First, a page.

On the Job Practices: Sling Harness Safety and OSHA Requirements

When your crew needs to move a bulky or heavy item as part of their daily work, sling harnesses can be a great benefit, allowing them to quickly move that part or equipment into place without the risks of heavy lifting. But wherever heavy items are being moved mechanically, there's always a chance of danger and possible injury to members of your crew. Here are some basics on sling harness safety and how OSHA and ASTM standards come into play on the job.

Basic Sling Harness Safety

Discolored Harness

When working with sling harnesses, there are some common-sense safety precautions to take. Check that the load is within the capacity of the sling harness and the attachments you're using to prevent injury if the harness breaks while carrying too heavy a load. Inspect the harness regularly, which can be annually for a harness in regular use, quarterly to monthly for one receiving heavy use and as recommended by a qualified individual when it's used infrequently or for special circumstances. Check for wear, excessive pitting or corrosion, defective welds, cracks, nicks, breaks, stretching, bends, excessive throat opening in hooks, discoloration from excess heat, illegible or missing identification and any other signs that the harness may have been stressed and damaged during use.

If any of the above issues arise, properly repair the sling before putting it back into service. When on the job, ensure no member of your crew places a body part between the sling and the part being lifted or between the harness and the lifting device. Don't allow your crew to ride the sling harness unless it's specifically designed for that purpose, and ensure that nobody is in the line of motion or beneath a loaded harness when work is ongoing.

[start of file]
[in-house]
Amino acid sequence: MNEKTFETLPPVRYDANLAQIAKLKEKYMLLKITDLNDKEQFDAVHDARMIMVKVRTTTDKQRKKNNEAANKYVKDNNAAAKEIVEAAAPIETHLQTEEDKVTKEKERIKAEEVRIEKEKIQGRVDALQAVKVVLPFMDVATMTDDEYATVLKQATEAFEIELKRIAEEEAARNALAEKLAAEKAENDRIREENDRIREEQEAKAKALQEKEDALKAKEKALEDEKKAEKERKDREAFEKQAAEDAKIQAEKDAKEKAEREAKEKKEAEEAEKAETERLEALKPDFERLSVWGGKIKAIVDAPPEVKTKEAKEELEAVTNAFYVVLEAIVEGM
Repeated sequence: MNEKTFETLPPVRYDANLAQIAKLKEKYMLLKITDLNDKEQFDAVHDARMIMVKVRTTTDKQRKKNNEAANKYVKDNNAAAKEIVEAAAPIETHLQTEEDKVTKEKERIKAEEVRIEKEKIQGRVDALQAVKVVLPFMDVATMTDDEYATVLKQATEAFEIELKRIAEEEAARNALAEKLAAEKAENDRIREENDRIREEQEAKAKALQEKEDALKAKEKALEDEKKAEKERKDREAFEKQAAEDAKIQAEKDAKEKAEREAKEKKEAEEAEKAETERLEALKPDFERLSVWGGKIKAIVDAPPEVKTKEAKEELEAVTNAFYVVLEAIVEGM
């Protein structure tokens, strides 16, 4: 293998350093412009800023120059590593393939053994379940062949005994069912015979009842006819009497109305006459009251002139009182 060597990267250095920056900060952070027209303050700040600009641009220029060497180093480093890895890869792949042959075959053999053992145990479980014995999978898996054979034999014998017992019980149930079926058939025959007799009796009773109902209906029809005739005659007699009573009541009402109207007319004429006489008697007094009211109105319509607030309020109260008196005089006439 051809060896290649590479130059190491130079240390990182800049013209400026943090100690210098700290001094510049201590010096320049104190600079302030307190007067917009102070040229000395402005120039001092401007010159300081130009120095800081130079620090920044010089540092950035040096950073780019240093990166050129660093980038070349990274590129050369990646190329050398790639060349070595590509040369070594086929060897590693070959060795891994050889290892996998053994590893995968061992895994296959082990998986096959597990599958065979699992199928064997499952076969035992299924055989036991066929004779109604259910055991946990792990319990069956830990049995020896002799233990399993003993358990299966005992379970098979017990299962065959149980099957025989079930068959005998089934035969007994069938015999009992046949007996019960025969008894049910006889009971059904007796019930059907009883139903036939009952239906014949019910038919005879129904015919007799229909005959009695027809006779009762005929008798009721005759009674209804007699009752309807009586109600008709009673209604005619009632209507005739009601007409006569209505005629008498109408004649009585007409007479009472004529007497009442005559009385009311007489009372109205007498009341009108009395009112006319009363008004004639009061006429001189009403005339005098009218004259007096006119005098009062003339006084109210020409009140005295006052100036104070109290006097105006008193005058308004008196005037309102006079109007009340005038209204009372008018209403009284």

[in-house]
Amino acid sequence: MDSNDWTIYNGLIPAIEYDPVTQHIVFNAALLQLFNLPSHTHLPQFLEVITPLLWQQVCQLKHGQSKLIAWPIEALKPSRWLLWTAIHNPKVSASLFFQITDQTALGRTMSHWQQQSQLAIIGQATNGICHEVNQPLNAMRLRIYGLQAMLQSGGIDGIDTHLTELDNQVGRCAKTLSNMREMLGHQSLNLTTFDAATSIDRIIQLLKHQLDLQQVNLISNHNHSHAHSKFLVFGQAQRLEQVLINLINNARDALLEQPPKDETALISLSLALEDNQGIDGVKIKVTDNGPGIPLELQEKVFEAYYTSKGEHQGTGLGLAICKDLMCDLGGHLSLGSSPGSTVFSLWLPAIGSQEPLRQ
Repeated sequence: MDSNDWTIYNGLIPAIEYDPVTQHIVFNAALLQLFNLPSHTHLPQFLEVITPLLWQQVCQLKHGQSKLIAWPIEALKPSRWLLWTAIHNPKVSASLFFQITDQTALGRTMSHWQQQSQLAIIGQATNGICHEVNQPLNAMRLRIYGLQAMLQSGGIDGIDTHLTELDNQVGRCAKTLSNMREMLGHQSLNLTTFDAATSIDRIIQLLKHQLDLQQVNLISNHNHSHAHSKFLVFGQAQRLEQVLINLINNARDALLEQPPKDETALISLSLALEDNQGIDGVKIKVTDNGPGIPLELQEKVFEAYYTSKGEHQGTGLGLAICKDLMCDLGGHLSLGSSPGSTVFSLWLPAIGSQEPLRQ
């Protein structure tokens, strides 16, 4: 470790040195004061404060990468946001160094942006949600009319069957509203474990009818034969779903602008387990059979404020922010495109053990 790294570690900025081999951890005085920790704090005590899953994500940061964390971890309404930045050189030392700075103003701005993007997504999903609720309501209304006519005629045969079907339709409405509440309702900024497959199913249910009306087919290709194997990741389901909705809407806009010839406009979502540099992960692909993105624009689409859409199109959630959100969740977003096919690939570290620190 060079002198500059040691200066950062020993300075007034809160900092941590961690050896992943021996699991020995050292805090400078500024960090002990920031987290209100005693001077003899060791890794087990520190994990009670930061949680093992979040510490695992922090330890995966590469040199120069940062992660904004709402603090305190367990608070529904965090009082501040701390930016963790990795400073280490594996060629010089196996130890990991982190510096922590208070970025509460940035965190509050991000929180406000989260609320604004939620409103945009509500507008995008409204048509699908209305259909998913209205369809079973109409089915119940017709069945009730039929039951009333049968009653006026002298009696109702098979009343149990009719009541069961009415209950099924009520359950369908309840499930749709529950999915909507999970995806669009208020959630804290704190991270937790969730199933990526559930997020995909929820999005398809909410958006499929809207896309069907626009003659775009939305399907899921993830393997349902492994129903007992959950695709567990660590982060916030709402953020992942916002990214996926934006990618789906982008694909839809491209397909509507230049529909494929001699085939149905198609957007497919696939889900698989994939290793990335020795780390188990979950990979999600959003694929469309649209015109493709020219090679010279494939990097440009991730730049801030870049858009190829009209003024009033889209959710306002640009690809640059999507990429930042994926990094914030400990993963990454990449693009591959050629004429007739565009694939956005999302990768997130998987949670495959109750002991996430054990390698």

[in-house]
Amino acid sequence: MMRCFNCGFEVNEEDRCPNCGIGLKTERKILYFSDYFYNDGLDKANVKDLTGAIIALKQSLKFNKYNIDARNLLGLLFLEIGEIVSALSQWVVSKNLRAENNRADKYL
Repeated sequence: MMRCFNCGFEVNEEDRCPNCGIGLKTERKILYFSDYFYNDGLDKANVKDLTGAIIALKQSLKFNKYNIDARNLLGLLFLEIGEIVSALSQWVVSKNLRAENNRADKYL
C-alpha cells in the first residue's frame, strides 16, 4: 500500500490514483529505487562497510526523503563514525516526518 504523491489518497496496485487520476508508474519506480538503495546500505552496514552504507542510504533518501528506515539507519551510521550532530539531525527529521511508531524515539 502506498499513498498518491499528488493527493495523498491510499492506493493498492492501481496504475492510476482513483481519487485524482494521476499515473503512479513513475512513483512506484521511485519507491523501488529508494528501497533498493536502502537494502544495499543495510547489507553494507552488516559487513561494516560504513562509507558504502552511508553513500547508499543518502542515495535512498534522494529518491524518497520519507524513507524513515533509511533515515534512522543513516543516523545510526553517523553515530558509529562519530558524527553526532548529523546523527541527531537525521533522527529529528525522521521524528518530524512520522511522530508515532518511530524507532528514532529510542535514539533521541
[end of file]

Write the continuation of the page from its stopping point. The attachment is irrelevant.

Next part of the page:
OSHA Requirements and ASTM Standards

Sling Hook

OSHA requirements for the safe use of a sling harness include the above practices, but also require that the load be secured in a safe fashion to prevent injuries. When it comes to the lifting capacity of the sling harness, ASTM standards fall into play, specifically A906-02, which involves the testing of Grade 80 and Grade 100 alloy steel chain slings. By ensuring that your sling harness meets this standard, you can ensure that your crew will remain safe on the job.

Sling harnesses are a great tool to use when heavy lifting is involved, but proper maintenance, regular inspection and safety procedures are necessary to keep your crew working safely. If you have a sling harness that is below safe limits, it's time to replace it. When it comes to moving waterworks materials, it's even more important to use the right tool for the job. Our lifting tools, including our Hydrant Setter, Valve Setter and Catch Basin Sling, are constructed from components that exceed OSHA and ASTM standards to provide your crew with the safest, most effective slings for the job. At New Concept Tools, we understand your need for safe equipment and effective tools that are intended for use in the waterworks industry. Please feel free to contact us today with any questions or for more information on our line of quality tools built for the demanding work waterworks employees see every day.

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